Back in 2015, Cannes was roundly censured for imposing a ban on flat shoes on the red carpet. In 2019, why are they still turning women away for opting out of high heels?
As far as film festivals go, it doesn’t get more glamorous than Cannes.
The sprawling red carpet along the croisette, the banks of photographers in their tuxedos, those soaring steps leading up to the main venue… Few red carpets provide as much fodder for a photo opportunity as Cannes. It’s why gaggles of supermodels descend on the French Riviera every year to attend the premieres of tiny Taiwanese art films they probably won’t even see. A glamorous picture at Cannes can send you global.
And yet the film festival has struggled with what that glitz and that glamour means in the modern era. Cannes has always had a strict dress code – at few festivals, for example, are the paparazzi photographers asked to wear tuxedos to merely cover the red carpet – but in 2015 they made headlines for turning a group of women away because they were wearing flats. The festival chief responded to the furore, saying that there was nothing in the official dress code prohibiting flat shoes. And yet the festival’s security guards did not allow these women to enter because they were not deemed ‘glamorous’ or dressed up enough in their flat shoes. Whatever that means.
The festival was roundly criticised at the time. Emily Blunt spoke out at a press conference, saying “everyone should wear flats, to be honest. We shouldn’t wear high heels. That’s very disappointing, just when you kind of think there are these new waves of equality.”
Then stars Kristen Stewart and Julia Roberts removed their high heels on the red carpet and defiantly strode up the steps of the film festival barefoot. “Things have to change immediately,” Stewart said, in 2016, about the dress code. “It has become really obvious that if [a man and I] were walking the red carpet together and someone stopped me and said, ‘Excuse me, young lady, you’re not wearing heels. You cannot come in.’ Then [I’m going to say], ‘Neither is my friend. Does he have to wear heels?’ It can work both ways… I get the black-tie thing but you should be able to do either version – flats or heels.”
These quotes are from 2016, a year after the festival first made headlines for reportedly enforcing a sexist and antiquated flat shoe ban. And yet, three years later in 2019, the festival has done it again.
This week, a Cannes security guard tried to bar Claudia Eller, a critic from Variety from entering a screening because she was wearing flat shoes. “I’m having an argument with you because it is not fair,” Eller says in a video she posted to Twitter. “It is an antiquated system. I come here every year to Cannes… It is very sexist. Do you ever stop a man?”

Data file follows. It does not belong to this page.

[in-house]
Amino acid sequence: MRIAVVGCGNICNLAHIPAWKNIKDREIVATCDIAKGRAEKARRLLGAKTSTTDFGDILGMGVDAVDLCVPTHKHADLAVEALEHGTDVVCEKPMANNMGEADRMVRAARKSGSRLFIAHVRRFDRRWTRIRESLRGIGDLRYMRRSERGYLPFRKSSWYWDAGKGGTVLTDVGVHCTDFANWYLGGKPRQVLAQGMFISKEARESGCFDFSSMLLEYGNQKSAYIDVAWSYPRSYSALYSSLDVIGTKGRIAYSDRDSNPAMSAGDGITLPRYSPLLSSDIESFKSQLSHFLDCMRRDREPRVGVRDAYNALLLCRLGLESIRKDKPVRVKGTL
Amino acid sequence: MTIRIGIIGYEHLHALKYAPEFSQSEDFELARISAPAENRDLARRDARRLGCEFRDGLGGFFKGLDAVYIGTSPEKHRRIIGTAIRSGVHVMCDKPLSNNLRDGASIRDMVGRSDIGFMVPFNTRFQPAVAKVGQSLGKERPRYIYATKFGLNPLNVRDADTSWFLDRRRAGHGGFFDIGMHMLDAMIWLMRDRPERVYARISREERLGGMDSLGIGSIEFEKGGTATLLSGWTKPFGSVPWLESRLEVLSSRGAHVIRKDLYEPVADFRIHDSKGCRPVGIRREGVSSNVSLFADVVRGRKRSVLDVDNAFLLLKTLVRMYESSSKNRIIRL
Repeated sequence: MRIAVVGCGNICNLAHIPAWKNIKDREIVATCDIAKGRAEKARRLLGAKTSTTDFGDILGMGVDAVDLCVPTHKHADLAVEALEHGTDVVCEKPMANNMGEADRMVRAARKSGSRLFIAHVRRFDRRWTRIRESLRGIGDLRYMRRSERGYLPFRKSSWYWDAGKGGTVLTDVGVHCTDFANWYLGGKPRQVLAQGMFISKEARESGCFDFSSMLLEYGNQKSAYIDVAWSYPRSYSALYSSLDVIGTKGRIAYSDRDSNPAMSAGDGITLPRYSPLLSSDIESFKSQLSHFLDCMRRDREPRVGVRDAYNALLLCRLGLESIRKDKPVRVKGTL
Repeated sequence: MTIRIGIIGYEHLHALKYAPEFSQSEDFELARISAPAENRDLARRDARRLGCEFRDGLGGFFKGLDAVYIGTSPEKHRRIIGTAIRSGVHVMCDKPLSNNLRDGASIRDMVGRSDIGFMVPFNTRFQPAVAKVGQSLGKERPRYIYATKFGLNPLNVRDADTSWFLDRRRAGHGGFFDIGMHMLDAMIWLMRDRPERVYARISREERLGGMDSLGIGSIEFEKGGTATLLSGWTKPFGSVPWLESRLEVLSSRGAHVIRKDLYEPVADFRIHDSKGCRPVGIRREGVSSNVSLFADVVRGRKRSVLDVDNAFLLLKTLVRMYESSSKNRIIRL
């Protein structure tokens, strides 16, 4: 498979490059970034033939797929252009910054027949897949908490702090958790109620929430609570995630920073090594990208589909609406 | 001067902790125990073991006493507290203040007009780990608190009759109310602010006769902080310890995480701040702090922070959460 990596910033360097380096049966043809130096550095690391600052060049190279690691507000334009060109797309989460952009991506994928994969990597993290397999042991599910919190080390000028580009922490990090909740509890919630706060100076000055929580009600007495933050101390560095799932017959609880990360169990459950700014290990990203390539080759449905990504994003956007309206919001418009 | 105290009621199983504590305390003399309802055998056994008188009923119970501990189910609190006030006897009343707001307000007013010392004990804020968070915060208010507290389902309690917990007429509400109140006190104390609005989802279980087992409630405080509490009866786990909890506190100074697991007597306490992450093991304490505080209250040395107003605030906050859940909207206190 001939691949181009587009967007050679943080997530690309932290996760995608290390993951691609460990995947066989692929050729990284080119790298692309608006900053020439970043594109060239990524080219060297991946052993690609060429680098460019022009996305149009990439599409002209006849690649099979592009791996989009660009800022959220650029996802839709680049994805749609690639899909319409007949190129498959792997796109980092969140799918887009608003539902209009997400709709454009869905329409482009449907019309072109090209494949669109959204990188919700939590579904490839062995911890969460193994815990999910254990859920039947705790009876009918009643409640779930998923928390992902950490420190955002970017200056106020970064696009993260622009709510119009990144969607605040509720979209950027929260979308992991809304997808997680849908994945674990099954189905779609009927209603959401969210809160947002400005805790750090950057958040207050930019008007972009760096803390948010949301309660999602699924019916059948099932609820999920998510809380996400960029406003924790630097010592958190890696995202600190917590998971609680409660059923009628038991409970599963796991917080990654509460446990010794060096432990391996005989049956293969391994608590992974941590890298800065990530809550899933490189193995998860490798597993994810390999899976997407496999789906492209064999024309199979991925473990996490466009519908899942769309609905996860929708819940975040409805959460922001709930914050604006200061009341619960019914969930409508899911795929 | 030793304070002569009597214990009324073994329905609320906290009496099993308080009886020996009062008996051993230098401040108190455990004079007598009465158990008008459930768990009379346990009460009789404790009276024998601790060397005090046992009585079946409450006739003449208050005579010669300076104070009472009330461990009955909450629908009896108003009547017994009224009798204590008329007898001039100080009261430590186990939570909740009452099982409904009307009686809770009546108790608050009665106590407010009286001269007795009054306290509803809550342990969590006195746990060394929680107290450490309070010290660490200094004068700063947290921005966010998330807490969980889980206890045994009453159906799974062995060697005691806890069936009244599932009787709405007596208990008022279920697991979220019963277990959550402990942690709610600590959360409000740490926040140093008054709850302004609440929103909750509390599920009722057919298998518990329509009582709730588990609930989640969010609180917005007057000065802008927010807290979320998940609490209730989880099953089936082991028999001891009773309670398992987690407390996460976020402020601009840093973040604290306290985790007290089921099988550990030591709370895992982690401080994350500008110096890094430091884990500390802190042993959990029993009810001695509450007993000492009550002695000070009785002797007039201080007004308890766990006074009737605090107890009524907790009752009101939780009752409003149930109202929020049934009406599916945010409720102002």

Eventually, after threatening to post the video of their conversation to Variety, the security begrudgingly lets her past. But Eller’s point still stands.
The refusal to accept flat shoes as appropriately glamorous for the red carpet is a serious problem, whether or not there’s an official ban or not. It’s 2019 and women are already forced to endure more than men when it comes to red carpet dressing. The bar for women is already so high. While men can settle for a suit (and a pair of flat shoes), women have to squeeze themselves into Spanx and cantilever themselves into some ridiculous red carpet contraption for the purposes of taking some photographs. They must endure this all with a big smile on their face, lest they be branded a diva as Emily Blunt was at the Mary Poppins Returns premiere because she walked straight in the venue after posing on the red carpet in sub-zero temperatures in a silk dress and open-toe high heels.
“The red carpet is like a throwback to the Fifties,” Anna Brüggemann, the founder of the #NobodysDoll hashtag, told the Guardian. “Women are expected to squeeze into tight-fitting, low-cut dresses and totter on impossible heels in order to serve the gaze of those who’ll judge whether they are marketable or not. It’s time we had different images to look up to of headstrong, unconventional women.”
Cannes is the most glamorous of film festivals, there’s no doubt about it. And the gorgeous pictures that come from it do make for beautiful afternoon scrolling.
But if the festival’s organisers can’t understand that glamour isn’t solely the domain of slim, able-bodied, women in gowns and towering high heels, then we have a serious problem. It’s 2019, and women should be able to wear whatever they want.